Because there isn’t solid data on sex therapy salaries specifically, this article will focus on salaries for “stepping-stone occupations.” Stepping-stone occupations are those jobs that can lead a professional to a career in sex therapy, or serve as the baseline career for a sex therapy specialization.

For the purpose of this analysis, salary information was acquired from the Bureau of Labor Statistics (May 2022) and PayScale.com (2023). The BLS collects its data through field visits and interviews. Payscale.com collects its data through self-reporting.

Annual Average Salaries in Occupations Related to Sex Therapy

The following table explains how much a person employed in a stepping-stone occupation makes on average per year. While those practicing sex therapy from these baseline occupations may make more based on their expertise, it’s also possible that these numbers translate directly into what a sex therapist has the potential to earn.

Stepping-Stone OccupationBLS (May 2022), AveragesPayscale.com (2023), Averages
Marriage and Family Therapist$63,300$59,332 (Based on 640 salaries)
Clinical and Counseling Psychologist$102,740$87,846 (1,090 salaries)
Mental Health & Substance Abuse Social Worker$60,130$53,498 (4,936 salaries)
Substance Abuse, Behavioral Disorder & Mental Health Counselor$56,230$49,542 (2,058 salaries)
(Psychiatric) Nurse Practitioner$124,680$117,806 (151 salaries)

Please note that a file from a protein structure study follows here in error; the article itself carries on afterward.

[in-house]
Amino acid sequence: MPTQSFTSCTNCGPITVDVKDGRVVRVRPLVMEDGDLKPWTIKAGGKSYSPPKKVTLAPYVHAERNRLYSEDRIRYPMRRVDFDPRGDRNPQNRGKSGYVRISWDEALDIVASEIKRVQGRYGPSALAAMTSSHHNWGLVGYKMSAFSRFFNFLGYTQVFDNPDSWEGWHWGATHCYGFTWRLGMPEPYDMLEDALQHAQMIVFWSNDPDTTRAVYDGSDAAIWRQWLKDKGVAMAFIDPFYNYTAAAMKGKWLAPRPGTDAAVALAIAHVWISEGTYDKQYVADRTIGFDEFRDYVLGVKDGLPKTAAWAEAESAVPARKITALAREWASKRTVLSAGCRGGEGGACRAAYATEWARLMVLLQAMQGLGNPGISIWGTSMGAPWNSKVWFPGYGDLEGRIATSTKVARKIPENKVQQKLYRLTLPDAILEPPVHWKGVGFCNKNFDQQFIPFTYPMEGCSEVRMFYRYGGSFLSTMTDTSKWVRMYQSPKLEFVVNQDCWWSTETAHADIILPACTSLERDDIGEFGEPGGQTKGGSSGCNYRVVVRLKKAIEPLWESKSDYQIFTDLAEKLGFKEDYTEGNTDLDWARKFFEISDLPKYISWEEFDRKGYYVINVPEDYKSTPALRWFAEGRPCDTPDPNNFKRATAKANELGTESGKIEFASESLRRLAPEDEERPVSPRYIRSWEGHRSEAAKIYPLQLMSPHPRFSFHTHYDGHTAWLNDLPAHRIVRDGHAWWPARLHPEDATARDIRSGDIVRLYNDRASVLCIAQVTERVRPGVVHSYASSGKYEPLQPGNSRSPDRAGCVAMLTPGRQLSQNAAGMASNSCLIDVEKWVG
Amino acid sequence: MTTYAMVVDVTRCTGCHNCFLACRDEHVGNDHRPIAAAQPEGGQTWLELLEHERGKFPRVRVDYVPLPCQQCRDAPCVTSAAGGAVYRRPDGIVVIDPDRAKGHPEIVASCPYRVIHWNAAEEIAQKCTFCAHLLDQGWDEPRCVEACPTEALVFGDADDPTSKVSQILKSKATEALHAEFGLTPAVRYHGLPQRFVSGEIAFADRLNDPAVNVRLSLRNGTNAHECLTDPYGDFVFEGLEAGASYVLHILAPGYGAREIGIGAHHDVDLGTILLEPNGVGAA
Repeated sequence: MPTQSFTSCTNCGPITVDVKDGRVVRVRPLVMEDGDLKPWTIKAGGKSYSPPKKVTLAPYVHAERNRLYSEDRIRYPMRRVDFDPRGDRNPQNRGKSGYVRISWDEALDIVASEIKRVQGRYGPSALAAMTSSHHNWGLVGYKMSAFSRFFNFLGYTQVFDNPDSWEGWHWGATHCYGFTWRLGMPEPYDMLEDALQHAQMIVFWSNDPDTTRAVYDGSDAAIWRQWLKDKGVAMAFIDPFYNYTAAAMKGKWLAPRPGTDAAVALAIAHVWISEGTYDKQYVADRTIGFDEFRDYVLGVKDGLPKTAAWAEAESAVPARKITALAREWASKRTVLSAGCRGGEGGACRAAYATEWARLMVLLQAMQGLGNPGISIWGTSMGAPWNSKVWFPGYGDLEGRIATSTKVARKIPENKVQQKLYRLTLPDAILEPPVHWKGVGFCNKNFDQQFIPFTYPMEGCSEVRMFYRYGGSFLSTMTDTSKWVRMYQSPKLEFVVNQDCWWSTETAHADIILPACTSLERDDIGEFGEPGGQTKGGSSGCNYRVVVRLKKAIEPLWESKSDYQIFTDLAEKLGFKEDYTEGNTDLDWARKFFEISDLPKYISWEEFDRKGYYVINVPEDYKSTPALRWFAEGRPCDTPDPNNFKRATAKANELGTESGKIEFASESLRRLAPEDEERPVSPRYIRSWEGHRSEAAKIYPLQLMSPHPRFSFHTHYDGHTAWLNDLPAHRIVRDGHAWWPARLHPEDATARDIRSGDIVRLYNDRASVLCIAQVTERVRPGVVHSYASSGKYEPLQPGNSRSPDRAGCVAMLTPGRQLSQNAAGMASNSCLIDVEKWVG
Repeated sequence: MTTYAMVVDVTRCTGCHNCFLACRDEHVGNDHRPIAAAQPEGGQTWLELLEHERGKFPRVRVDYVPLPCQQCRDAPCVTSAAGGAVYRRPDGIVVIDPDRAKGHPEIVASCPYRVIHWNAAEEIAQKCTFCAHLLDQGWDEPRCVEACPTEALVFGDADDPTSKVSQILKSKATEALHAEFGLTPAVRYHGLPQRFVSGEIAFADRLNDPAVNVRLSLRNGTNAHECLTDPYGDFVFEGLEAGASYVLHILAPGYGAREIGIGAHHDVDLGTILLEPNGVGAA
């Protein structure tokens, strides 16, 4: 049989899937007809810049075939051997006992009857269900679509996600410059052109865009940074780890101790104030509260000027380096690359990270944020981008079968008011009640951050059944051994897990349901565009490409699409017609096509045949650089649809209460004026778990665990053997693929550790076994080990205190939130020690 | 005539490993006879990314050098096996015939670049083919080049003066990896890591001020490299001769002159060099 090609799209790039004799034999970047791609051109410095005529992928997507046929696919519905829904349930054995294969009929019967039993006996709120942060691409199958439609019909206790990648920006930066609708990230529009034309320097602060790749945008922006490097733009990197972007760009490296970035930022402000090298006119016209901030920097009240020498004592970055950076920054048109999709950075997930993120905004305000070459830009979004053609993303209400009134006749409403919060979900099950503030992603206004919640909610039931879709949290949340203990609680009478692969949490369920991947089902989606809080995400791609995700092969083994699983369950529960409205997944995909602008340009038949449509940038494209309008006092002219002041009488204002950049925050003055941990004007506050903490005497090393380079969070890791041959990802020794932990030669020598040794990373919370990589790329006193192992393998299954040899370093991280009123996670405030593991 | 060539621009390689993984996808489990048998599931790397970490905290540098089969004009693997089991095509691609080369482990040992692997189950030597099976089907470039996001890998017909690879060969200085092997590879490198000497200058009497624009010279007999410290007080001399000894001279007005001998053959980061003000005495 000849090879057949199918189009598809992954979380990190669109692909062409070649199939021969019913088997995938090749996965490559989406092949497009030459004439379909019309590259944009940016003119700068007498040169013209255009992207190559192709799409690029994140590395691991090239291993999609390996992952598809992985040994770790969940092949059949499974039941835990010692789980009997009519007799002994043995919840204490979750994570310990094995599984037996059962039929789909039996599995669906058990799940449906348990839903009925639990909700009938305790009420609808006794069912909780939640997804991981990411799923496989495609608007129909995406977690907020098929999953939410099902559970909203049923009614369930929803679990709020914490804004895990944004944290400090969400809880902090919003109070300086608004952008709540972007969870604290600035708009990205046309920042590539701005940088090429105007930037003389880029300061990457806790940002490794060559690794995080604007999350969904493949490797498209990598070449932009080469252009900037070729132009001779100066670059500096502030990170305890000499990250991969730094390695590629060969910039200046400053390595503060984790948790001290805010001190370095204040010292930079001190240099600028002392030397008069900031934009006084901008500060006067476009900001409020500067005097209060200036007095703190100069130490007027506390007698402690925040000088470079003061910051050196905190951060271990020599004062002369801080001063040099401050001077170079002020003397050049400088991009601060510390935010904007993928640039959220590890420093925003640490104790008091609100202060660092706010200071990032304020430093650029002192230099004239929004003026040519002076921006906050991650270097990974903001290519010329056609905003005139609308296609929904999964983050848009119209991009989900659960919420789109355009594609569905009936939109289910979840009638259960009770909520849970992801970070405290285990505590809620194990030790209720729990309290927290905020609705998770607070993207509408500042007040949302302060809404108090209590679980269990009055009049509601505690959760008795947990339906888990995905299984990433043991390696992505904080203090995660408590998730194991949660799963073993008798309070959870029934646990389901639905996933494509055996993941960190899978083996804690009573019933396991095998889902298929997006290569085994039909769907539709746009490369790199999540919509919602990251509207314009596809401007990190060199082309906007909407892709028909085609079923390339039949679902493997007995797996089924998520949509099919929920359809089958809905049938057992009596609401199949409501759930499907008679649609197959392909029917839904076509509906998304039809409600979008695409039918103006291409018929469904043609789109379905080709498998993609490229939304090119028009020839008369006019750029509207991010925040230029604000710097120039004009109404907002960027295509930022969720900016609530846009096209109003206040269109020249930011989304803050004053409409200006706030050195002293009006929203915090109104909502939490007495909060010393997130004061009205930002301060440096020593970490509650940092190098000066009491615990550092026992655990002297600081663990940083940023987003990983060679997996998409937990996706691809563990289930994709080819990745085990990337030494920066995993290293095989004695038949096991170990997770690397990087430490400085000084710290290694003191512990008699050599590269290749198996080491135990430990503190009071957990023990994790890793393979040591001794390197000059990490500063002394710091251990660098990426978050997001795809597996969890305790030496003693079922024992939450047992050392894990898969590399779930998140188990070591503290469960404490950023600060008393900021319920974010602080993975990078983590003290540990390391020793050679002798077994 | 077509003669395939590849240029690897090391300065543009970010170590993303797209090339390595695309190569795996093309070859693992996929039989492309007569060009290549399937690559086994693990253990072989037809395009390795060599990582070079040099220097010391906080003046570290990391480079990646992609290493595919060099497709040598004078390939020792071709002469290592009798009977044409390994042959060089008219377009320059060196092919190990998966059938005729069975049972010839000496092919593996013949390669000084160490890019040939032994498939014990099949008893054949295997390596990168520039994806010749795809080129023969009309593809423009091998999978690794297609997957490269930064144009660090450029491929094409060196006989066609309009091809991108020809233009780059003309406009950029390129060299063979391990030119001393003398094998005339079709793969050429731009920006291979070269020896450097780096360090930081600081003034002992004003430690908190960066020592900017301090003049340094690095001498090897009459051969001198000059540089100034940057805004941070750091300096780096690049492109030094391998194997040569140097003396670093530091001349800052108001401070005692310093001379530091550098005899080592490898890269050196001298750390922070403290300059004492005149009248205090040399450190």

Clergy$60,180$55,434 (77 salaries)

Average Annual Salaries of Sex Therapists by Percentile and Experience

While the averages give a general sense of how much Sex Therapists have the potential to make, the range of what someone in this occupation can vary widely. To paint a more detailed picture of earning potential for sex therapists, the following chart details the range that professionals in the stepping-stone occupations make at different earning levels (BLS) and experience levels (Payscale.com).

Stepping-Stone Occupation with employment according to the BLS (May 2022)By PercentileYears of Experience (# of Salaries Reported)
Marriage and Family Therapist (62,080 employed nationwide)
  • 10% – $36,840

  • 25% – $44,730

  • 50% (Median) – $56,570

  • 75% – $75,220

  • 90% – $98,700
  • 0 – 1  Years – $47,772 (29 salaries)

  • 1 – 4  Years – $55,049 (338 salaries)

  • 5 – 9  Years – $66,433 (184 salaries)

  • 10 – 19  Years – $64,893 (104 salaries)

  • 20+  Years – $70,000 (Unknown #)
Clinical and Counseling Psychologist (62,880 employed nationwide)
  • 10% – $42,760

  • 25% – $62,070

  • 50% (Median) – $90,130

  • 75% – $126,240

  • 90% – $168,790
  • 0 – 1  Years – $73,678 (57 salaries)

  • 1 – 4  Years – $81,534 (386 salaries)

  • 5 – 9  Years – $90,199 (253 salaries)

  • 10 – 19  Years – $95,672 (292 salaries)

  • 20+  Years – $101,365 (Unknown #)
Mental Health and Substance Abuse Social Workers (107,940 employed nationwide)
  • 10% – $34,630

  • 25% – $39,730

  • 50% (Median) – $51,240

  • 75% – $73,050

  • 90% – $97,660
  • 0 – 1  Years – $46,867 (299 salaries)

  • 1 – 4  Years – $49,997 (2,282 salaries)

  • 5 – 9  Years – $55,925 (1,126 salaries)

  • 10 – 19  Years – $59,681 (987 salaries)

  • 20+ Years – $61,406 (Unknown #)
Substance Abuse, Behavioral Disorder, and Mental Health Counselors (344,970 employed nationwide)